Retooled ‘Contender’ heads back to the ring
Once knocked to the canvas, every honest boxer struggles to get back up and continue the fight. “The Contender” is no different.
The boxing reality series from Mark Burnett Productions (“Survivor,” “The Apprentice,” “Rock Star: INXS,” “Rock Star: Supernova”) garnered critical acclaim during its run on NBC in early 2005 but struggled to get network-sized ratings. When NBC opted not to renew, executive producer Burnett bounced back and found the series a new home on sports cable network ESPN.
“The Contender” has its two-hour season premiere Tuesday at 7 p.m. The series, with additional content provided on ESPN.com, ESPN360, ESPN Motion and Mobile ESPN, culminates in a live finale bout from Staples Center on Sept. 26.
Last season’s host, Sylvester Stallone, remains an executive producer, but since he’s off working on the sixth installment of the “Rocky” movie franchise, sole hosting duties fall on boxing legend Sugar Ray Leonard. As he did last year, Leonard also acts as a mentor to the 16 welterweight boxers.
From the show’s five-round bouts to its cinematic look and sound, much remains the same, but missing this time around are the reality-show-style challenges that determined who got to choose the boxers in each bout of the early rounds of the tournament.
“We’re on ESPN,” Burnett said, “and we’re really focused on pleasing that audience and keeping the drama, keeping the emotion, very much like ‘Rocky,’ where you really felt that emotion. This time, we’re making it much more pure.”
With the boxers split into opposing teams, the winning team in each bout gets to choose who fights whom the next time.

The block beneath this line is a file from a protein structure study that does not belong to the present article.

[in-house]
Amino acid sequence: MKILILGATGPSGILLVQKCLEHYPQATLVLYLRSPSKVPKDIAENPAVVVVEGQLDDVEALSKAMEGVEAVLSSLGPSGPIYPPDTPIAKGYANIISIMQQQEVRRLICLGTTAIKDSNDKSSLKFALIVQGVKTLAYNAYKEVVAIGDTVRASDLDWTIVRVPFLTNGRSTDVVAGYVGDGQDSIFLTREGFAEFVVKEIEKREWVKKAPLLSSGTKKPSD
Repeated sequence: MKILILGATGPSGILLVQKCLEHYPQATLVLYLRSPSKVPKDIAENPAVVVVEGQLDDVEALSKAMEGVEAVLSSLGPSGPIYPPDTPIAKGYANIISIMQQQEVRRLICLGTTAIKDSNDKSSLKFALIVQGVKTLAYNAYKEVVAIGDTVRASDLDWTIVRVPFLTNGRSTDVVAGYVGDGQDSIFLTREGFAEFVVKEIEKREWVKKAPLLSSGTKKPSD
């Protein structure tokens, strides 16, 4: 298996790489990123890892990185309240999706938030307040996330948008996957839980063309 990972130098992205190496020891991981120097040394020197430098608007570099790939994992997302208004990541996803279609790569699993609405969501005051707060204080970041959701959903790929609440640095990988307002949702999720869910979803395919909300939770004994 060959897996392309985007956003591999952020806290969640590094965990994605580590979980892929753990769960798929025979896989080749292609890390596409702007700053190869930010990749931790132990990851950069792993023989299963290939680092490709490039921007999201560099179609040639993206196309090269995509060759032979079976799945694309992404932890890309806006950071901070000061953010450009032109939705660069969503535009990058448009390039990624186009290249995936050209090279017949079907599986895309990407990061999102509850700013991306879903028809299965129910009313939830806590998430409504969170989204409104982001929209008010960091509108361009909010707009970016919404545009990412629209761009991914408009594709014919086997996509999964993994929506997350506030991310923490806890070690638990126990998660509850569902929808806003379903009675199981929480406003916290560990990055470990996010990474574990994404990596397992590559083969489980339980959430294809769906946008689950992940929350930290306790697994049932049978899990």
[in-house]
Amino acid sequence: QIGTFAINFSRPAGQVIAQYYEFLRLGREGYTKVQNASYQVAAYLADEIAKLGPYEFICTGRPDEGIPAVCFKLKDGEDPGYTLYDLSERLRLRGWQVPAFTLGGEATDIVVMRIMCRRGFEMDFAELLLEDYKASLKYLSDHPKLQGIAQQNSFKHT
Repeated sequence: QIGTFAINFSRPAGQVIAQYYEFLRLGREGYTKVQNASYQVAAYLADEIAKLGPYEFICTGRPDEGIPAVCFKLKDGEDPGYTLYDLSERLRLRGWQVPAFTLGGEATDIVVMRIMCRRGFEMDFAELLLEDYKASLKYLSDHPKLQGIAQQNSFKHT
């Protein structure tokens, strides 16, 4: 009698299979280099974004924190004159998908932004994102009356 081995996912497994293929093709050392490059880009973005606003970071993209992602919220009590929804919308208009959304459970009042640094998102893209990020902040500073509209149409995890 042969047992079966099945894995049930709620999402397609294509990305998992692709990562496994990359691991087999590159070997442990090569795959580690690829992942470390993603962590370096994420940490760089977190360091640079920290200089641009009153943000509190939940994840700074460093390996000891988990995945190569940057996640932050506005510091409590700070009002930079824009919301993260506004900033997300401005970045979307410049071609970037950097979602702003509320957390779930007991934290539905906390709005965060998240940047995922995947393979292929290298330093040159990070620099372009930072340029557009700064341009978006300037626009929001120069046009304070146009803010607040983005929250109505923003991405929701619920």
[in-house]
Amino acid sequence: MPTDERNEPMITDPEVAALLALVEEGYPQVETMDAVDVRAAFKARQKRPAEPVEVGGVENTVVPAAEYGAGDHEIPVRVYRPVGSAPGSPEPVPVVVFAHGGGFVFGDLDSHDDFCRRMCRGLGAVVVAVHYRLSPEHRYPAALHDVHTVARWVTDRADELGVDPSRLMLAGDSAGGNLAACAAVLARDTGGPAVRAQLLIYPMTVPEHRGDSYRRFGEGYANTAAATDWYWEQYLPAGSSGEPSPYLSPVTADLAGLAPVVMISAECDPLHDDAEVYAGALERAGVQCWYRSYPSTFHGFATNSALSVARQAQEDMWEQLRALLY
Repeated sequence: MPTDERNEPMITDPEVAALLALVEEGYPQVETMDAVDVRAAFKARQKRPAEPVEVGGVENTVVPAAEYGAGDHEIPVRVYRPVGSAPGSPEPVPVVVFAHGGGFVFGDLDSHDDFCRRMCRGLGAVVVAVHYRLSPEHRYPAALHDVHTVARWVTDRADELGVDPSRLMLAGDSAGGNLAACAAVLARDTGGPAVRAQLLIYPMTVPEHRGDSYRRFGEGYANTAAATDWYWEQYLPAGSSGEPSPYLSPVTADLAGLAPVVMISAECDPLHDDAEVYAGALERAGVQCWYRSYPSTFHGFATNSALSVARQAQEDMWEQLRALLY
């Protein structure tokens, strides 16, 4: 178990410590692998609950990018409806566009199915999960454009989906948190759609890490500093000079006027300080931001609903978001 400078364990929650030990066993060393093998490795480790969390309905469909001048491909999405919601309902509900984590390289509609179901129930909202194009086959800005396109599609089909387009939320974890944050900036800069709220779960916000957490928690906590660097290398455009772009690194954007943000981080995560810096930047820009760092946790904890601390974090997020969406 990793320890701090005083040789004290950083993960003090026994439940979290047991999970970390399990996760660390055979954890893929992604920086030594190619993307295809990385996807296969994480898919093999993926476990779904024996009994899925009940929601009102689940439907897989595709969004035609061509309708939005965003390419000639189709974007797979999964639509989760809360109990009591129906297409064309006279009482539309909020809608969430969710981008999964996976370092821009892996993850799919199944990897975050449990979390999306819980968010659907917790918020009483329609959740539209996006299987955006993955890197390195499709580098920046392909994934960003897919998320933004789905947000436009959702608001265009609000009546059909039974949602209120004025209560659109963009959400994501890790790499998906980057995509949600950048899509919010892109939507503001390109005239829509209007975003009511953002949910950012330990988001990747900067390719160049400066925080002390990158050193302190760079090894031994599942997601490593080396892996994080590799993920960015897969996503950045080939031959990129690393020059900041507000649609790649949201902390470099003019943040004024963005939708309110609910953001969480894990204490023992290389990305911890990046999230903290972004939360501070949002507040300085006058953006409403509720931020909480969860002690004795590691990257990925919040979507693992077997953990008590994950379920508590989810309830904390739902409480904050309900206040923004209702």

“We’re removing the challenges,” Burnett said, “which didn’t really fit. Now, we’re focused on the more important stuff, which is three things: the relationships in the loft between the 16 boxers, the relationship of each boxer to his family and, of course, the fights.”
Last year’s winner, undefeated middleweight Sergio Mora, appears in Season 2, starting with the premiere. As to what advice he gave to the competitors, he said, “My piece of advice before the show was to be yourself, not to try to manipulate or build alliances or whatever, because it’s not ‘Survivor’ or ‘The Apprentice.’ It’s not a popularity contest. It’s going to be who is the better fighter and how are you going to get portrayed to millions of people watching.
“So I basically told them: ‘Be yourself. Viewers can spot who’s trying to be something they’re not, and fight your heart out, because it’s just five rounds. Don’t try to wait until the last round to catch up, because that’s how the favorite loses.’ ”